For Ness, restaurant discovery is just an appetizer

Sep 16, 2011

While there are a lot of restaurant discovery apps available for iOS devices, few if any are as beautifully crafted and ambitious as Ness. The free iPhone app, which works on devices running on iOS 4 or above, serves up recommendations based on 10 or more restaurants in your area it asks you to rate […]

While there are a lot of restaurant discovery apps available for iOS devices, few if any are as beautifully crafted and ambitious as Ness.

The free iPhone app, which works on devices running on iOS 4 or above, serves up recommendations based on 10 or more restaurants in your area it asks you to rate upon download, as well as from opinions of your friends and others in your social graph (most notably Facebook).

As Appolicious Advisor Phil Hornshaw noted in a recent Fresh Apps column: “The more ratings and friends whose opinions you trust, the easier time you’ll have next time you’re wondering where you should go for dinner.”

In this edition of Meet the Makers, Ness CEO Corey Reese talks about his company’s laser focus commitment to design and user experience, how it will roll out recommendations for other additional leisure and lifestyle activities, and the longer-term impact of today’s “mobile revolution.”

Appolicious: There are a lot of apps that focus on restaurant recommendations. Explain to us how Ness differentiates from the pack?

Corey Reese: Ness is the quickest and best way to find a new restaurant, for a few reasons:

Ness recommends restaurants based on your personal tastes by learning what you like, and what you don’t. If you’re not sure where you want to eat, just open Ness and let your personal Likeness Score (a prediction of how much you will like a restaurant) be your guide. You can also see what your friends recommend in Ness and from their check-ins on Facebook and Foursquare. Ness also understands popularity based on check-ins and reviews from across the web. The goal is to help you make a quick decision, with the help of incredibly sophisticated technology.

Secondly, we have a deep appreciation for design at Ness, and we have aimed to make an emotional connection with our users through a beautiful and intuitive interface that helps you decide where to eat. There is no other app on the market that looks like Ness.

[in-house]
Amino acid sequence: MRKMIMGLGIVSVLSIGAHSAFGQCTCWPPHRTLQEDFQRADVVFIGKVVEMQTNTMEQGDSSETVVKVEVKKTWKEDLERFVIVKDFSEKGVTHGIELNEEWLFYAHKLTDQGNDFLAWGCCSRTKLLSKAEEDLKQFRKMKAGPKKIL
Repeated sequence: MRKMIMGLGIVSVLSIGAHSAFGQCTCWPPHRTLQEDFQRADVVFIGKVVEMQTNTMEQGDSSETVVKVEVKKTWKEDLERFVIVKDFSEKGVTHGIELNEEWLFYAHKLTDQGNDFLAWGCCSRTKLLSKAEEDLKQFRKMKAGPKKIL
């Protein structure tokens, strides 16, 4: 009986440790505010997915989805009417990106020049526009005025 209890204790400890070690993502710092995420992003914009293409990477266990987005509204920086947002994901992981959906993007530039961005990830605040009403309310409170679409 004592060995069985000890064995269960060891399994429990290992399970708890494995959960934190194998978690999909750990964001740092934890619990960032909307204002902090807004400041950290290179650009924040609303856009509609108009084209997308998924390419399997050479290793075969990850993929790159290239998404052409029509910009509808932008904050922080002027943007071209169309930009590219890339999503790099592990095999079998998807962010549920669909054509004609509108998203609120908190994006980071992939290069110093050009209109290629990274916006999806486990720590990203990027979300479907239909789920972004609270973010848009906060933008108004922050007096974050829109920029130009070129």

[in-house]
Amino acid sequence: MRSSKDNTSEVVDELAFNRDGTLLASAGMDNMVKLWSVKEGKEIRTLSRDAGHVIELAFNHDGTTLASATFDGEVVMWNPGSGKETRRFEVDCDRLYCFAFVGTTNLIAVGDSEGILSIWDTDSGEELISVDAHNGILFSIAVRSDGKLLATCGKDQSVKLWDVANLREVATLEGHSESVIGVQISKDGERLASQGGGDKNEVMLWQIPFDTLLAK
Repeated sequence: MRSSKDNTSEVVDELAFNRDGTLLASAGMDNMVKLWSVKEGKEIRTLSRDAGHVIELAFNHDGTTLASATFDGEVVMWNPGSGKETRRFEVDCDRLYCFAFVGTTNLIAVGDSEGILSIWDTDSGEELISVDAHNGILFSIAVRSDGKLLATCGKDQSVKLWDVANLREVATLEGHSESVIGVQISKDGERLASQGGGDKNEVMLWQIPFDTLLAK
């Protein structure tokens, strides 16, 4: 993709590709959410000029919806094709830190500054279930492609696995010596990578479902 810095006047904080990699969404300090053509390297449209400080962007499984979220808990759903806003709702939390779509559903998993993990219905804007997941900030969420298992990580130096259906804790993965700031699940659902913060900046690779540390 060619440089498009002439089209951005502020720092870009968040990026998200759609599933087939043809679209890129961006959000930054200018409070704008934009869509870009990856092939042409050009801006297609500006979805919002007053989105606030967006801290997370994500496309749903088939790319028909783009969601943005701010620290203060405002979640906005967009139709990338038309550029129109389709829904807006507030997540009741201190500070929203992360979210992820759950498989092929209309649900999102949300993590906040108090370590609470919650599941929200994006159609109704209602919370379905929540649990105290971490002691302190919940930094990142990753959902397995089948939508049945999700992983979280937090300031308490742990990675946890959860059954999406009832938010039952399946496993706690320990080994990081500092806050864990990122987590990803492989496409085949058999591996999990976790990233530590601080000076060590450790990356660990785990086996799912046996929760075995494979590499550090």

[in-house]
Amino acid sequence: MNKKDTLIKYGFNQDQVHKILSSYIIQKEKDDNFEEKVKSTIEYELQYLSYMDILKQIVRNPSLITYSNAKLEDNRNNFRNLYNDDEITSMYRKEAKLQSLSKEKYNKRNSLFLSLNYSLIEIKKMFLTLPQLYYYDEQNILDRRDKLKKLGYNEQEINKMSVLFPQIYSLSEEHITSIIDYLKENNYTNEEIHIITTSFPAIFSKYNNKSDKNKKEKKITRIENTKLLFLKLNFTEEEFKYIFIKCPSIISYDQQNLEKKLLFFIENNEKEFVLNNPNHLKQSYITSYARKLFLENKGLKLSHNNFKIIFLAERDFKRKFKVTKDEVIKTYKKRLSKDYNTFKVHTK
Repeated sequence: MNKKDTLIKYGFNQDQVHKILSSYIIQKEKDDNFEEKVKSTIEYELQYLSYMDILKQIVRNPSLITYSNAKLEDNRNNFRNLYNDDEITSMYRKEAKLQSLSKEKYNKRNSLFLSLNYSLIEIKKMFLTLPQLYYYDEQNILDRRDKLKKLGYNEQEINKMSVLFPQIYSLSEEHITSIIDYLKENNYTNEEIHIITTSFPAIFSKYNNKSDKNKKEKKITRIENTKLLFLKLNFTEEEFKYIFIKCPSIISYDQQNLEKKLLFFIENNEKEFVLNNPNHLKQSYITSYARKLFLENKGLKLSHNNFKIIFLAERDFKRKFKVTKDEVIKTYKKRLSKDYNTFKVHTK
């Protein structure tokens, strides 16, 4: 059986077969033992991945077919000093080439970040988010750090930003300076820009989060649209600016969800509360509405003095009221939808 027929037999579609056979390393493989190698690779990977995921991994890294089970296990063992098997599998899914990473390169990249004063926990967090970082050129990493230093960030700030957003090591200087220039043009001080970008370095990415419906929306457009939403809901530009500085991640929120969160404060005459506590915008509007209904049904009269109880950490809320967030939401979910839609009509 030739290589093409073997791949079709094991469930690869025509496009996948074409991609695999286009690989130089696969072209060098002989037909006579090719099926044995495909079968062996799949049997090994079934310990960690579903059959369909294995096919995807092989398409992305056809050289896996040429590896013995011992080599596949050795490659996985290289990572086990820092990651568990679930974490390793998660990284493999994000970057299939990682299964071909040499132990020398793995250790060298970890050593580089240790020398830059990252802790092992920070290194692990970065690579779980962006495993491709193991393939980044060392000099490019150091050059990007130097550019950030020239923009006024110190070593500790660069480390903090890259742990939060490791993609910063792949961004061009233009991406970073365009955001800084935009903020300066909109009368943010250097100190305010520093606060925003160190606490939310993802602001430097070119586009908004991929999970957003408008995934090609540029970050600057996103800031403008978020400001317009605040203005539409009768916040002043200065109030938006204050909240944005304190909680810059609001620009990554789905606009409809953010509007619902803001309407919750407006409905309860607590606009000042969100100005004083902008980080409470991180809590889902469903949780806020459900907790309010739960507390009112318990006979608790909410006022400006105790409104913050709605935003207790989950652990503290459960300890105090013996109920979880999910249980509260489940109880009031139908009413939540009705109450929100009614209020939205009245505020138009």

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Lastly, our goal has always been to expand to other categories beyond restaurant recommendations: restaurants are our first of many offerings, and we will extend the Ness app to recommend more lifestyle experiences including nightlife, live music, shopping, and more.

APPO: What can you tell us about your “Likeness Engine” and how it informs the recommendations you serve to users?

CR: The Likeness Engine powers all things Ness, and is the technology under the hood of the app. The Likeness Engine was built by combining a Netflix style recommendation engine with a social search engine that understands content created on Facebook, Foursquare and Twitter, and of course, Ness. The results reflect individuals’ unique tastes, interests, appetites, and the recommendations of their friends and those whose opinions they value.

APPO: Earlier this summer, Ness Computing raised $5 million from a well-heeled set of venture capital investors. What are you doing with the funding that users can’t currently see?

CR: We are primarily using the funding to maintain and build our team that includes some of the world’s top engineers in Machine Learning, Backend Engineering, and iOS. Please note that we’re hiring.